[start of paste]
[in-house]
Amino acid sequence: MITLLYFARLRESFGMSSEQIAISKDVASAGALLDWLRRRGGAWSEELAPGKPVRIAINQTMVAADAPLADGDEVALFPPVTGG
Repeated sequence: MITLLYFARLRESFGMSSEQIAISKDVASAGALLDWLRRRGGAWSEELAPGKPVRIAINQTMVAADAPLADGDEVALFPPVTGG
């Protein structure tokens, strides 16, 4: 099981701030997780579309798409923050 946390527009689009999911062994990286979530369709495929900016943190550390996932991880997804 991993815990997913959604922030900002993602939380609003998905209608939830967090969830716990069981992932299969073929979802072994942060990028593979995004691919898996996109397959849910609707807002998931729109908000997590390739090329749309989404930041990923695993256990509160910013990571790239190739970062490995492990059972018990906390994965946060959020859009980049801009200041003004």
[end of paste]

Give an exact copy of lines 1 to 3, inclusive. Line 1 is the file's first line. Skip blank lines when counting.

[in-house]
Amino acid sequence: MITLLYFARLRESFGMSSEQIAISKDVASAGALLDWLRRRGGAWSEELAPGKPVRIAINQTMVAADAPLADGDEVALFPPVTGG
Repeated sequence: MITLLYFARLRESFGMSSEQIAISKDVASAGALLDWLRRRGGAWSEELAPGKPVRIAINQTMVAADAPLADGDEVALFPPVTGG